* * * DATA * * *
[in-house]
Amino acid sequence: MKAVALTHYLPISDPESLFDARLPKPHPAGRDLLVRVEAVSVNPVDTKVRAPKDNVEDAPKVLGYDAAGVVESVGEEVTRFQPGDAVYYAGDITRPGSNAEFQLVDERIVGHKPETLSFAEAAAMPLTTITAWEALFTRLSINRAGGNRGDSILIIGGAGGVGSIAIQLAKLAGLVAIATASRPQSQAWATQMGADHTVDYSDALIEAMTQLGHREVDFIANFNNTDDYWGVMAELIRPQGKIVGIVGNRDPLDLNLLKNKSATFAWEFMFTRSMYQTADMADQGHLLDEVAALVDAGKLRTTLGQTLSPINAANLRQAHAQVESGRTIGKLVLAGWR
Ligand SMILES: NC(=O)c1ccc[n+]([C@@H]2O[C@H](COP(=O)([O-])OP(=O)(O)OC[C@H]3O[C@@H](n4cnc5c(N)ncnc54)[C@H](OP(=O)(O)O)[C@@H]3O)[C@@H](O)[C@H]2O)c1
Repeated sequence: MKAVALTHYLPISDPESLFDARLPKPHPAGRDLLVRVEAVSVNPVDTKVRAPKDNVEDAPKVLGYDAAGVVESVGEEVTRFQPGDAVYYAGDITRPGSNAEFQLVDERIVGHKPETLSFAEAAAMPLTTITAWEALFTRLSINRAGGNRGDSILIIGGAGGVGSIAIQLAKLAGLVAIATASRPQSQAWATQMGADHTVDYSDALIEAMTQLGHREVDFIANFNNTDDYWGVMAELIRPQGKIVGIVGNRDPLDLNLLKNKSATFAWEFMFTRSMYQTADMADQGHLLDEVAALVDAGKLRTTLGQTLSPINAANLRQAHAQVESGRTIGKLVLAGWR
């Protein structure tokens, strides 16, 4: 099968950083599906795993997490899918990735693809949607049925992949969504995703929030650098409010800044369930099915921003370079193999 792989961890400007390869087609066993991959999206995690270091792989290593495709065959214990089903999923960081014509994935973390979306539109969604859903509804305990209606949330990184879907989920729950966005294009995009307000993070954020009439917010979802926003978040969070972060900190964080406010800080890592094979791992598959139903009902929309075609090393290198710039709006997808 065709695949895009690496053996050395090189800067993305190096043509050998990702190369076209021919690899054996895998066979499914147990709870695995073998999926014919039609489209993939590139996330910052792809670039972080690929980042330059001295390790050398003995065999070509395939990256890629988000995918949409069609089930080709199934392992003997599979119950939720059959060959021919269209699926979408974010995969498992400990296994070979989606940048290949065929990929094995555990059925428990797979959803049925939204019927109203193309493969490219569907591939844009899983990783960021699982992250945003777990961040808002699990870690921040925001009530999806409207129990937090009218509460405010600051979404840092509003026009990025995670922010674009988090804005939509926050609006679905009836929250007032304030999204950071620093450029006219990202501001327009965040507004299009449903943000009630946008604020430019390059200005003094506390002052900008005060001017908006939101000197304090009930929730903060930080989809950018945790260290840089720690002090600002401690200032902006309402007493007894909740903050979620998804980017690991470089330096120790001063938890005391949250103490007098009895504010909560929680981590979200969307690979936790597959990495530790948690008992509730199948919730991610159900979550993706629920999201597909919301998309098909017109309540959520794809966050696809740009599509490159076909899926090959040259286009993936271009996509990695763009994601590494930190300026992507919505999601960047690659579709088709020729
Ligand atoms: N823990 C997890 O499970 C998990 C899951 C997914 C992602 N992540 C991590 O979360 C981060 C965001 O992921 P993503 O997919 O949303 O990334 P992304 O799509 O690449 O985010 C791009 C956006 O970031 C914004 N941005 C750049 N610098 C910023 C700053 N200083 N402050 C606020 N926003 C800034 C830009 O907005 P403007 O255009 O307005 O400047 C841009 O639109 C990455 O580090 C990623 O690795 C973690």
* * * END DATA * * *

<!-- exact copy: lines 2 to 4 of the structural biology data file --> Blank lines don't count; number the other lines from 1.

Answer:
Amino acid sequence: MKAVALTHYLPISDPESLFDARLPKPHPAGRDLLVRVEAVSVNPVDTKVRAPKDNVEDAPKVLGYDAAGVVESVGEEVTRFQPGDAVYYAGDITRPGSNAEFQLVDERIVGHKPETLSFAEAAAMPLTTITAWEALFTRLSINRAGGNRGDSILIIGGAGGVGSIAIQLAKLAGLVAIATASRPQSQAWATQMGADHTVDYSDALIEAMTQLGHREVDFIANFNNTDDYWGVMAELIRPQGKIVGIVGNRDPLDLNLLKNKSATFAWEFMFTRSMYQTADMADQGHLLDEVAALVDAGKLRTTLGQTLSPINAANLRQAHAQVESGRTIGKLVLAGWR
Ligand SMILES: NC(=O)c1ccc[n+]([C@@H]2O[C@H](COP(=O)([O-])OP(=O)(O)OC[C@H]3O[C@@H](n4cnc5c(N)ncnc54)[C@H](OP(=O)(O)O)[C@@H]3O)[C@@H](O)[C@H]2O)c1
Repeated sequence: MKAVALTHYLPISDPESLFDARLPKPHPAGRDLLVRVEAVSVNPVDTKVRAPKDNVEDAPKVLGYDAAGVVESVGEEVTRFQPGDAVYYAGDITRPGSNAEFQLVDERIVGHKPETLSFAEAAAMPLTTITAWEALFTRLSINRAGGNRGDSILIIGGAGGVGSIAIQLAKLAGLVAIATASRPQSQAWATQMGADHTVDYSDALIEAMTQLGHREVDFIANFNNTDDYWGVMAELIRPQGKIVGIVGNRDPLDLNLLKNKSATFAWEFMFTRSMYQTADMADQGHLLDEVAALVDAGKLRTTLGQTLSPINAANLRQAHAQVESGRTIGKLVLAGWR